Adding Insulation to an Existing Home Las Vegas
Although the insulation of a home is often overlooked in HVAC inspections and upgrades, we leave no details unnoticed. Adding insulation to your home will not only reduce your utility bills and pay for itself in the long-run, it will also improve comfort and HVAC unit life-times. Not having proper insulation in your home is just inviting your unit to break down from being strained.
After all, what good does it do you to heat your home during the winter only to lose it? Insulation keeps the heat flow inside and improves the efficiency of the entire home.
Newer homes have better insulation than older ones, but both can benefit from insulation upgrades. Think about it like this: when contractors are building homes they aren’t thinking about making them super-efficient for years to come. You don’t want your utility bills to reflect a home with insulation that is “good-enough” for when the home was built. It makes more sense to invest in insulation so that you can save as time goes on, rather than lose even more money to lost heat.
The process of adding more insulation to your home is fairly simple. It begins with identifying where the insulation is, where it isn’t enough, where to add more.
Over the past decade of working in the HVAC industry we have seen drastic utility bill reductions, the highest being 45% for a home that was literally leaking air out of it! Air sealing and insulation certainly goes a long way to keeping your home efficient.
One of the most frustrating things we have seen in built homes is walls that are insulted, but their insulation and external sides are within feet of openings or draft-prone areas of the home. These openings should always be closed, unless they serve an air flow purpose. The reason the way these homes are built is so frustrating is because the home owner will often sense that something is wrong, that their home is not efficient enough, but they won’t be able to identify where the air is leaking from inside the home.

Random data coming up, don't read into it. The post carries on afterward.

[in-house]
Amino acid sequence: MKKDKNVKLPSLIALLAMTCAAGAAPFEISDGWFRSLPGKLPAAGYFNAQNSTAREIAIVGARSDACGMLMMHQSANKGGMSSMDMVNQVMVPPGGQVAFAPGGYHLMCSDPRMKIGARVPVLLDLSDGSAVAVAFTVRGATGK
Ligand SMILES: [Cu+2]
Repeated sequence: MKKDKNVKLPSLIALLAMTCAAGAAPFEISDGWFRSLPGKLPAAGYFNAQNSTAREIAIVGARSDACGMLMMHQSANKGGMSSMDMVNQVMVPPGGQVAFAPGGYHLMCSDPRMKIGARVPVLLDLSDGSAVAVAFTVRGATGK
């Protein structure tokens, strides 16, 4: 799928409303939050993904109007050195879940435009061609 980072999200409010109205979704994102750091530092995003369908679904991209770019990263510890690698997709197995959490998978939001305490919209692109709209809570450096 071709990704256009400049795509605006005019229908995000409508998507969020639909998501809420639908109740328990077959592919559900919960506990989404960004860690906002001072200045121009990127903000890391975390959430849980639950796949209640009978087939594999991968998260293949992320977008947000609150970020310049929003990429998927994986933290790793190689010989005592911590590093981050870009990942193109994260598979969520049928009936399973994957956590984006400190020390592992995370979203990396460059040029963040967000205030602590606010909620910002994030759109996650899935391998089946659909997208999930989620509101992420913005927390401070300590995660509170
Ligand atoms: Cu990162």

The external parts of walls that are left exposed can’t be seen from the inside of the home, and sometimes if they are high up they can’t be seen without taking out a ladder or even the blueprints to the home.
Almost as frustrating as the way homes are left unfinished is the amount of skimping contractors do on their insulation. Often we see a mere two or three inches of insulation, which have an R-Value (the ability of the insulation to resist heat conduction) of about 7.2-10.8. It’s only when you go to four or five inches and above that the R-Value approaches an appropriate conduction resistance for a home. Four inch insulation has a R-Value of about 14.4 (twice as much as two inches!), and five inch insulation has an R value of about 18.
Now of course we want to mention that four to five inches of insulation isn’t required all over the home. But we just want to bring to light the amount of efficiency down-sides we see on old and new homes alike. Home prices keep rising and you would expect proper insulation would be included with those prices!
The interesting thing about home insulation is that the majority of energy savings is due to the first inch of insulation. Adding more insulation, or adding it in places where it’s not present, will prevent the home from leaking air or losing more heat. Now the reason this is interesting, that the first inch of insulation is so important, is because the quality and age of insulation plays a big part in the energy efficiency it has. Some older homes have to have their entire insulation replaced because the first inch of it is of a low quality, or has been compressed over the years to where it no longer saves energy as well as it should.
In addition to insulating homes in the obvious ways, we have also picked up some ingenious solutions to boosting energy savings even more. These solutions include air sealing the leaks around switches and outlets, pipes, shower stalls, bath tubs, pull-down attic stairs and chimney pipes. It’s quite surprising that insulating something as “small” as an electrical switch or outlet can save so much electricity over a year. Yet it’s no different than a dripping faucet that drips a drop every year and ends up wasting 34 gallons of water. These small details are exactly like dripping faucets, and they all add up to a lot of money over the years if not properly taken care of.